By Karen DeGroot Carter • November 02, 2020
National Author's Day, November 1, falls at the start of the incredibly popular National Novel Writing Month (NaNoWriMo), which encourages aspiring authors to write the first draft of a novel in only 30 days. As a published author, I love to see so many people post online that they plan to take advantage of NaNoWriMo to start the novel they've always wanted to write or brush off an old manuscript in order to breathe new life into it.
I began writing fiction when I was in grade school and discovered immediately that writing a solid story requires much more than an active imagination and good writing skills. Since I didn't study creative writing in college, my creative writing education has involved a lot of reading. From short story collections and novels to books on writing, a writer could spend their whole life reading up on what makes a great story work. The trick is to not only learn the tricks of the trade but to apply them as you write and revise and start writing again—over and over and over. Such effort takes a lot of discipline, and from time to time many writers take a break—or convince themselves to quit. The great thing about writing, though, is that it requires only a piece of paper and a pen—it's an art form that's always available to those who want to practice it. NaNoWriMo offers many writers the annual chance to pick up that proverbial pen, kick their writing back into gear, and see where it might take them. The intrigue around what makes novelists tick has been explored in multiple stories through the years. Check out the following during NaNoWriMo or anytime to enjoy unique takes on the wonder and exasperation often experienced by those who pursue the writing life.
Based on the novel Wonder Boys by Michael Chabon, the 2000 comedy of the same title stars Michael Douglas as a creative writing professor who seems to be irrevocably stuck in a mammoth case of writer's block. Also featuring Frances McDormand, Robert Downey, Jr. and Tobey McGuire—as well as original music from Bob Dylan—the film provides a wry glimpse of college writing programs and the idiosyncratic characters who often populate and compete within them.
The 2000 movie Finding Forrester tells the story of a young man who writes in secret and the relationship that grows when a reclusive writer reminiscent of J.D. Salinger takes him under his wing. Finding Forrester has gone down in meme history on social media thanks to a distinct line related to writing uttered by its leading actor, Sean Connery. In a bit of a reverse adaptation, the young adult novel Finding Forrester, based on the movie's screenplay, was published the same year the movie was released.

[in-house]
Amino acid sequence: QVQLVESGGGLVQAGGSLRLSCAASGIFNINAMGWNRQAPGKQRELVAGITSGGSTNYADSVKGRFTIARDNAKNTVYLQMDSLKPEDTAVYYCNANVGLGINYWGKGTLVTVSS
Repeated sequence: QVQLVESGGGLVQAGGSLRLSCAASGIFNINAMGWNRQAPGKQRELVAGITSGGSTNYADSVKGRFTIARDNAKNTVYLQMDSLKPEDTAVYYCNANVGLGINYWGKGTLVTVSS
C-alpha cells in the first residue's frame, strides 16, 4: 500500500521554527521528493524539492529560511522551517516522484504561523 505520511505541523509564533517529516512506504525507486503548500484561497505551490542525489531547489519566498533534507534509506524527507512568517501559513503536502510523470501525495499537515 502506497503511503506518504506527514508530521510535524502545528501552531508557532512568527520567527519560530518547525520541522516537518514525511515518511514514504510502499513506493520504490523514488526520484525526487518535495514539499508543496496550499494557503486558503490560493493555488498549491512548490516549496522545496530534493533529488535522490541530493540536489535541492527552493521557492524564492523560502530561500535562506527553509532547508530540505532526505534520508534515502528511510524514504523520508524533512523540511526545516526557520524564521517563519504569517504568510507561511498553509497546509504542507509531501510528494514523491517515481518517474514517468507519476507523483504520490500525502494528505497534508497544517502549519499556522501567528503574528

The story of novelist Iris Murdoch, the award-winning 2001 movie Iris was based on the memoir Elegy for Iris written by Murdoch's husband, John Bayley. Depicting the couple's early and late years and set in the U.K., the film features Kate Winslet and Judi Dench as Murdoch at different periods. While Winslet and Dench were both nominated for Academy Awards for their portrayals, actor Jim Broadbent garnered the Oscar for Best Supporting Actor for his depiction of Murdoch's husband later in life, when he cared for Murdoch as she suffered from Alzheimer's disease.
Will Farrell wins hearts as a besieged IRS worker who begins hearing the voice of a writer who seems to be writing his life story—which is apparently about to end—in the 2006 film Stranger Than Fiction. As the mystery of who is writing his story begins to reveal itself, Farrell's character finds his predictable life upended by the power and wonder of others' creativity. Standout performances are delivered by Emma Thompson, Maggie Gyllenhaal, Queen Latifah, and Dustin Hoffman as well.
Actress Charlize Theron stars as a young adult novelist who eavesdrops on teens in public in the 2011 comedy Young Adult. Questions of whether it's possible for some adults to never really grow up intersect with the day-in-day-out challenges that face a would-be bestselling novelist—especially one with more than one challenging habit to overcome.
Writers who love to write will tell you all the hard work is well worth it. I hope you find a few of these escapes into the writing world enjoyable as we celebrate National Author's Day and enter one of the most challenging—but rewarding—months of the year for so many writers. Because regardless of what they create, when a writer is writing, it's all good.
About the Author: Karen DeGroot Carter (http://karendegrootcarter.com) of Denver is the author of the novel ONE SISTER'S SONG. Her short fiction has been recognized in national competitions, and she's had fiction, poetry, and articles published in various print and online outlets.